Bottom Line: Herein, we show conclusively using three orthogonal biophysical techniques that protoxin subunits form only monomers in aqueous solution.This oligomeric state did not change after incubation of these heterodimers with detergent.Lastly, despite existing similarities between BinB C-terminal domain with domains 3 and 4 of pore-forming aerolysin, no aerolysin-like SDS-resistant heptameric oligomers were observed when the activated Bin subunits were incubated in the presence of detergents or lipidic membranes.

View Article: PubMed Central - PubMed

Affiliation: School of Biological Sciences, Nanyang Technological University, Singapore, Singapore.

ABSTRACT
The binary toxin from Lysinibacillus sphaericus has been successfully used for controlling mosquito-transmitted diseases. An activation step shortens both subunits BinA and BinB before their interaction with membranes and internalization in midgut cells, but the precise role of this activation step is unknown. Herein, we show conclusively using three orthogonal biophysical techniques that protoxin subunits form only monomers in aqueous solution. However, in vitro activated toxins readily form heterodimers. This oligomeric state did not change after incubation of these heterodimers with detergent. These results are consistent with the evidence that maximal toxicity in mosquito larvae is achieved when the two subunits, BinA and BinB, are in a 1:1 molar ratio, and directly link proteolytic activation to heterodimerization. Formation of a heterodimer must thus be necessary for subsequent steps, e.g., interaction with membranes, or with a suitable receptor in susceptible mosquito species. Lastly, despite existing similarities between BinB C-terminal domain with domains 3 and 4 of pore-forming aerolysin, no aerolysin-like SDS-resistant heptameric oligomers were observed when the activated Bin subunits were incubated in the presence of detergents or lipidic membranes.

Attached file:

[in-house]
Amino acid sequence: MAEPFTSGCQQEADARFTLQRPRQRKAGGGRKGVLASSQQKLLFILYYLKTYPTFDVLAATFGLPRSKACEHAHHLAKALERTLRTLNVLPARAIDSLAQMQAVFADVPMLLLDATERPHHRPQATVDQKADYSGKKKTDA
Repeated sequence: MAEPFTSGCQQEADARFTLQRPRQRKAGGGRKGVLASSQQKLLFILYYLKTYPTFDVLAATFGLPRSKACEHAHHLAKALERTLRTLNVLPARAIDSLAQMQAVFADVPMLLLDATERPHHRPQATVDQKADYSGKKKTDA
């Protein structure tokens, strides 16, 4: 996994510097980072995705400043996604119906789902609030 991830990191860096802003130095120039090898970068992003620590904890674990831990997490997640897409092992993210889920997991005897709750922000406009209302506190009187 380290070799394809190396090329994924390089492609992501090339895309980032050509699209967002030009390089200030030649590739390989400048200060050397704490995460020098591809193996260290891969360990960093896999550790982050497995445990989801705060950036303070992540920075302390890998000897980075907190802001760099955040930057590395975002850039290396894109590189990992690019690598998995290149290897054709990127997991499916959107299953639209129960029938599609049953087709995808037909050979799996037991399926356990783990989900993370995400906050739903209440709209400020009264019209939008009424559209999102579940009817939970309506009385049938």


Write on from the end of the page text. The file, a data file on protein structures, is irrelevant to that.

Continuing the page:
No MeSH data available.


Related in: MedlinePlus